• Overall
    4.5 out of 5 stars 3,122
  • Performance
    4.5 out of 5 stars 2,671
  • Story
    4.5 out of 5 stars 2,685

Mixing a bit of seventeenth-century French history with a great deal of invention, Alexandre Dumas tells the tale of young D'Artagnan and his musketeer comrades, Porthos, Athos, and Aramis. Together they fight to foil the schemes of the brilliant, dangerous Cardinal Richelieu, who pretends to support the king while plotting to advance his own power. Bursting with swirling swordplay, swooning romance, and unforgettable figures.

  • 5 out of 5 stars
  • What Fun!

  • By A. A. Green on 05-17-11

If you wish to feel like a 15 year old boy again..

Overall
4 out of 5 stars
Performance
5 out of 5 stars
Story
4 out of 5 stars

Reviewed: 05-01-15

I felt like a 15 year old boy again while listening to this audio book. Dumas is the best of the genre. The Count of Monte Cristo is better because of the mystery of the Count but this book has it all the adventure and romance that one could wish for. You do get the impression though that this was serialized and that Dumas was working on capitalizing on adventure.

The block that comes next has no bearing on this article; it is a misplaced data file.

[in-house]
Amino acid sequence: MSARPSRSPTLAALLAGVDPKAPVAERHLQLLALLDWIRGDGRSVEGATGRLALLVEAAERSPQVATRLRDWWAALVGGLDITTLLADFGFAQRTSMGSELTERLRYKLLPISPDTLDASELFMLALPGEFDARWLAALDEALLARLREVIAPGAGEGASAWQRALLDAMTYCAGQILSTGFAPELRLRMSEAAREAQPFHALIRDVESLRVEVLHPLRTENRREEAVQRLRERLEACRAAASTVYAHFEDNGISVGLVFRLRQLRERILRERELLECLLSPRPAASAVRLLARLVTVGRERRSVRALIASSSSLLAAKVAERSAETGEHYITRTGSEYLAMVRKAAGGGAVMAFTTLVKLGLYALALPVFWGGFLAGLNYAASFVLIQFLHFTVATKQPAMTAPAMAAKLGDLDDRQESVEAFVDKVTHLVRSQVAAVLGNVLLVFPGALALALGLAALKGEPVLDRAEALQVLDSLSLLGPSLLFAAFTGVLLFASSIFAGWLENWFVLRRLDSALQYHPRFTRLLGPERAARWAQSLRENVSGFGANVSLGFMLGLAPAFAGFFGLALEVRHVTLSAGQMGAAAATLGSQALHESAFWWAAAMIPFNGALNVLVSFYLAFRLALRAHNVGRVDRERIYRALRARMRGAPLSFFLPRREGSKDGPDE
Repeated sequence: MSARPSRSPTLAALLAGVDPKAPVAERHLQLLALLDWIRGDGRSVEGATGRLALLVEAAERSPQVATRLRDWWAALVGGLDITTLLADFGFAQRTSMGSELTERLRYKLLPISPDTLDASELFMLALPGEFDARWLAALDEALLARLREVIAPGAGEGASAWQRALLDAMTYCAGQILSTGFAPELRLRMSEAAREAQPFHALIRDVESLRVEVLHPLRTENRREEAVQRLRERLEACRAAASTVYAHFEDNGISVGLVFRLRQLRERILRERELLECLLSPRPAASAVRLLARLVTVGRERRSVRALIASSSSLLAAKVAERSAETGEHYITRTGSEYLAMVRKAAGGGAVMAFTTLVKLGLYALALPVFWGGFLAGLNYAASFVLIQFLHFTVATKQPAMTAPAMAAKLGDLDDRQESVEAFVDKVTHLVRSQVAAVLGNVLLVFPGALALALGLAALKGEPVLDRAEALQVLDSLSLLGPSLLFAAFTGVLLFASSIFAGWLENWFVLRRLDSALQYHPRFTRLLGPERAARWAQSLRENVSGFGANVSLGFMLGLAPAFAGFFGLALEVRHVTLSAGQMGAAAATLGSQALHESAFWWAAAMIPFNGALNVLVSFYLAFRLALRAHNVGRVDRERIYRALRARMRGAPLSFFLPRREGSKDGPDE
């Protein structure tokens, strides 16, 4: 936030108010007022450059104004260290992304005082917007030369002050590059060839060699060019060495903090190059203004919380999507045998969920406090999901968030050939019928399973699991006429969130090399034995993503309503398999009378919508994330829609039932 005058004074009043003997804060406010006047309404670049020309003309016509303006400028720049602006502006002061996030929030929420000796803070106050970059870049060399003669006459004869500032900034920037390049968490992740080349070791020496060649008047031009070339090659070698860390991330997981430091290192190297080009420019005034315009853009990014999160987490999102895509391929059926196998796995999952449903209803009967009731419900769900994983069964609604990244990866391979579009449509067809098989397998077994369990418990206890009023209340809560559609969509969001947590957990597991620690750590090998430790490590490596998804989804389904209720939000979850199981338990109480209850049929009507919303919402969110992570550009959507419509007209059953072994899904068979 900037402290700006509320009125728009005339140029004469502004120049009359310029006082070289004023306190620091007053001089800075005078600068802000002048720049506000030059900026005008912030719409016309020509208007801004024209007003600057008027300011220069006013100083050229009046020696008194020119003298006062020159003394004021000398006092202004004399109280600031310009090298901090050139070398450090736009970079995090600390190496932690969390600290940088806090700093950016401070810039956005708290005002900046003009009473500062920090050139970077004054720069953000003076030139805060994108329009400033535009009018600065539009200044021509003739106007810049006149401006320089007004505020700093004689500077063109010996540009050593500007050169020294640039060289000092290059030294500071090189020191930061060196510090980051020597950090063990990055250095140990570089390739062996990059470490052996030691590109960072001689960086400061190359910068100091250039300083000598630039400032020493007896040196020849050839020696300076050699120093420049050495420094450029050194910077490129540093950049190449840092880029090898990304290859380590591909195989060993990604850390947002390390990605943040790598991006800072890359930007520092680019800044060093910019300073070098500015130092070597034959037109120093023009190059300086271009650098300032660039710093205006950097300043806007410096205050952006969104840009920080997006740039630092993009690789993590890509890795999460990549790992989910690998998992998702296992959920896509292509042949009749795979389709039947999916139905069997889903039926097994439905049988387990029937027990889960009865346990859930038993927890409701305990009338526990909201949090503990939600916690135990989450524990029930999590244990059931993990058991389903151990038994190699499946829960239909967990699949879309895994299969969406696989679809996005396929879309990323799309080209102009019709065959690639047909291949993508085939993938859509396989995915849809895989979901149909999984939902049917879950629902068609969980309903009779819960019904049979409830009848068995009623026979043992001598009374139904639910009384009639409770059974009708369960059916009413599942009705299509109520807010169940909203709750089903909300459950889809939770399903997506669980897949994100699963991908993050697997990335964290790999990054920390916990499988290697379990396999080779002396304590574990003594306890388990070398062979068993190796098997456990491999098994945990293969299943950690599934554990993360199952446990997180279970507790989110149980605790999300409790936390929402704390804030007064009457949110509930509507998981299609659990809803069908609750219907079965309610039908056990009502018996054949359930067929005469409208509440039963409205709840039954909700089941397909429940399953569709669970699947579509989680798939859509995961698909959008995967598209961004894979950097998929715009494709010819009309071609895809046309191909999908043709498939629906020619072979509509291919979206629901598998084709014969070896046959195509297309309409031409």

• Concert Masterworks

  • By: Robert Greenberg, The Great Courses
  • Narrated by: Robert Greenberg
  • Length: 24 hrs and 50 mins
  • Original Recording
  • Overall
    4.5 out of 5 stars 166
  • Performance
    4.5 out of 5 stars 149
  • Story
    4.5 out of 5 stars 149

Have you ever thought about the creative process that boiled inside geniuses like Mozart, Beethoven, Dvorák, Strauss, Brahms, Mendelssohn, or Liszt-or any composer, for that matter?What goes through a composer's mind when a musical composition is being set to paper? Are those magical weeks or months spent in an agonizing creative blur of ideas first tried and then discarded, or it a matter of pure inspiration?

  • 5 out of 5 stars
  • Down the rabbit hole with Dr. G!

  • By JaneN on 11-09-14

Very Well Done

Overall